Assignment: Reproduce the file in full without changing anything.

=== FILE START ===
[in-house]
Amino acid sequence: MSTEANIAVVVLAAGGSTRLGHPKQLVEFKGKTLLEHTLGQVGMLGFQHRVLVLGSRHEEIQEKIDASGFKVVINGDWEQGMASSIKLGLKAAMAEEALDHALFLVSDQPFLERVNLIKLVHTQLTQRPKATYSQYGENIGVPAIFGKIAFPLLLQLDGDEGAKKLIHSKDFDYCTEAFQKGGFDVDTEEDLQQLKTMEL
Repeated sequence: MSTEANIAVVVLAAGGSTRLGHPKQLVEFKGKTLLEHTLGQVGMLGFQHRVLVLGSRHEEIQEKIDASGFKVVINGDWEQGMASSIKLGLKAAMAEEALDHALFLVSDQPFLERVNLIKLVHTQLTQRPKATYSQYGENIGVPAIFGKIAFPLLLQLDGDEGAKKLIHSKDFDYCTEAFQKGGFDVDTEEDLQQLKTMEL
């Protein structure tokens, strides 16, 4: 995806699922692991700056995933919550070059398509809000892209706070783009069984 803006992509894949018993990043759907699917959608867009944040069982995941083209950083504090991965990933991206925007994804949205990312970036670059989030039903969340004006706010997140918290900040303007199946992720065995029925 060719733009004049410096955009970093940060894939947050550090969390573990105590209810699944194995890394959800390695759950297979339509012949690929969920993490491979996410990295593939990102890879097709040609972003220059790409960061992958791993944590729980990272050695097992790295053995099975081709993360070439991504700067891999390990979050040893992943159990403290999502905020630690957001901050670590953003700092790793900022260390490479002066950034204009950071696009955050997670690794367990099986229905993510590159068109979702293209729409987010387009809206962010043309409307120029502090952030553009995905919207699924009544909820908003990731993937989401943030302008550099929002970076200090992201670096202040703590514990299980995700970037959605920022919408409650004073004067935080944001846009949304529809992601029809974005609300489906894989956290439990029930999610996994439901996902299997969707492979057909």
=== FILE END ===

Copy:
[in-house]
Amino acid sequence: MSTEANIAVVVLAAGGSTRLGHPKQLVEFKGKTLLEHTLGQVGMLGFQHRVLVLGSRHEEIQEKIDASGFKVVINGDWEQGMASSIKLGLKAAMAEEALDHALFLVSDQPFLERVNLIKLVHTQLTQRPKATYSQYGENIGVPAIFGKIAFPLLLQLDGDEGAKKLIHSKDFDYCTEAFQKGGFDVDTEEDLQQLKTMEL
Repeated sequence: MSTEANIAVVVLAAGGSTRLGHPKQLVEFKGKTLLEHTLGQVGMLGFQHRVLVLGSRHEEIQEKIDASGFKVVINGDWEQGMASSIKLGLKAAMAEEALDHALFLVSDQPFLERVNLIKLVHTQLTQRPKATYSQYGENIGVPAIFGKIAFPLLLQLDGDEGAKKLIHSKDFDYCTEAFQKGGFDVDTEEDLQQLKTMEL
């Protein structure tokens, strides 16, 4: 995806699922692991700056995933919550070059398509809000892209706070783009069984 803006992509894949018993990043759907699917959608867009944040069982995941083209950083504090991965990933991206925007994804949205990312970036670059989030039903969340004006706010997140918290900040303007199946992720065995029925 060719733009004049410096955009970093940060894939947050550090969390573990105590209810699944194995890394959800390695759950297979339509012949690929969920993490491979996410990295593939990102890879097709040609972003220059790409960061992958791993944590729980990272050695097992790295053995099975081709993360070439991504700067891999390990979050040893992943159990403290999502905020630690957001901050670590953003700092790793900022260390490479002066950034204009950071696009955050997670690794367990099986229905993510590159068109979702293209729409987010387009809206962010043309409307120029502090952030553009995905919207699924009544909820908003990731993937989401943030302008550099929002970076200090992201670096202040703590514990299980995700970037959605920022919408409650004073004067935080944001846009949304529809992601029809974005609300489906894989956290439990029930999610996994439901996902299997969707492979057909």